Author(s): Tan JL, Tien J, Pirone DM, Gray DS, Bhadriraju K,
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Abstract We describe an approach to manipulate and measure mechanical interactions between cells and their underlying substrates by using microfabricated arrays of elastomeric, microneedle-like posts. By controlling the geometry of the posts, we varied the compliance of the substrate while holding other surface properties constant. Cells attached to, spread across, and deflected multiple posts. The deflections of the posts occurred independently of neighboring posts and, therefore, directly reported the subcellular distribution of traction forces. We report two classes of force-supporting adhesions that exhibit distinct force-size relationships. Force increased with size of adhesions for adhesions larger than 1 microm(2), whereas no such correlation existed for smaller adhesions. By controlling cell adhesion on these micromechanical sensors, we showed that cell morphology regulates the magnitude of traction force generated by cells. Cells that were prevented from spreading and flattening against the substrate did not contract in response to stimulation by serum or lysophosphatidic acid, whereas spread cells did. Contractility in the unspread cells was rescued by expression of constitutively active RhoA. Together, these findings demonstrate a coordination of biochemical and mechanical signals to regulate cell adhesion and mechanics, and they introduce the use of arrays of mechanically isolated sensors to manipulate and measure the mechanical interactions of cells.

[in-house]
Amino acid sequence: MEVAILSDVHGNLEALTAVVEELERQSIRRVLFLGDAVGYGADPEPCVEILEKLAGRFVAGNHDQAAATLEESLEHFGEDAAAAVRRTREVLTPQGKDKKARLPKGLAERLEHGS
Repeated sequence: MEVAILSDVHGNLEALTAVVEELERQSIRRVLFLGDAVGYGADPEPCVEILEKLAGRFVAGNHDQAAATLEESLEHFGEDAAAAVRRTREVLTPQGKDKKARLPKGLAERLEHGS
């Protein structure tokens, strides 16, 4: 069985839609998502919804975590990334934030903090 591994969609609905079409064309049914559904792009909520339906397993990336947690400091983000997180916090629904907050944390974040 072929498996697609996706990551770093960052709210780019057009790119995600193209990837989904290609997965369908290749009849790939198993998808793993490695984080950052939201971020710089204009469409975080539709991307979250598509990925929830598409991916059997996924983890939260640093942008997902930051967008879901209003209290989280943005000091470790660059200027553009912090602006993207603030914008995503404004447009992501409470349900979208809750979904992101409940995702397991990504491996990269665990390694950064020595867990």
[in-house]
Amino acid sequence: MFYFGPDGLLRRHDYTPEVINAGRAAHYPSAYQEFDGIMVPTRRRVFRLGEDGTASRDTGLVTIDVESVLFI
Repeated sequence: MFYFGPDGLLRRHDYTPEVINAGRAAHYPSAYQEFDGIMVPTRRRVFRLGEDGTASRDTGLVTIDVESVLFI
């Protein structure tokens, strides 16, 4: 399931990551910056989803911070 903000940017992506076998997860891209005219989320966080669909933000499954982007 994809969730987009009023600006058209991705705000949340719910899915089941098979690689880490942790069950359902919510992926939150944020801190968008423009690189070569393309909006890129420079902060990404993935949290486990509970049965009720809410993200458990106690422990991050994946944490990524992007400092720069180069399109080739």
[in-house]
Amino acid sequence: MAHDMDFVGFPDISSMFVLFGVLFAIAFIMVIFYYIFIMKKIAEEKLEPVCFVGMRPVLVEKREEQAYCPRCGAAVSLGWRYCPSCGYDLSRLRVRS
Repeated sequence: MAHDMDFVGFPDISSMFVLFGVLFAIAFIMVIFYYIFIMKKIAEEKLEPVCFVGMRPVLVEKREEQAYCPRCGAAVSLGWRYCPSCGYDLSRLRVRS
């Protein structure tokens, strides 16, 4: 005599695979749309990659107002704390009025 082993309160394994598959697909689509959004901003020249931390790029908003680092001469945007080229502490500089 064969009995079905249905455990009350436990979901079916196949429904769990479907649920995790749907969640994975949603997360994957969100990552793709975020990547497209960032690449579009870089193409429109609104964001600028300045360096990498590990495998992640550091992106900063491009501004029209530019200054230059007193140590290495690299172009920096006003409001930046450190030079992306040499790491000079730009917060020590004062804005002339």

This article was published in Proc Natl Acad Sci U S A
and referenced in Journal of Biomimetics Biomaterials and Tissue Engineering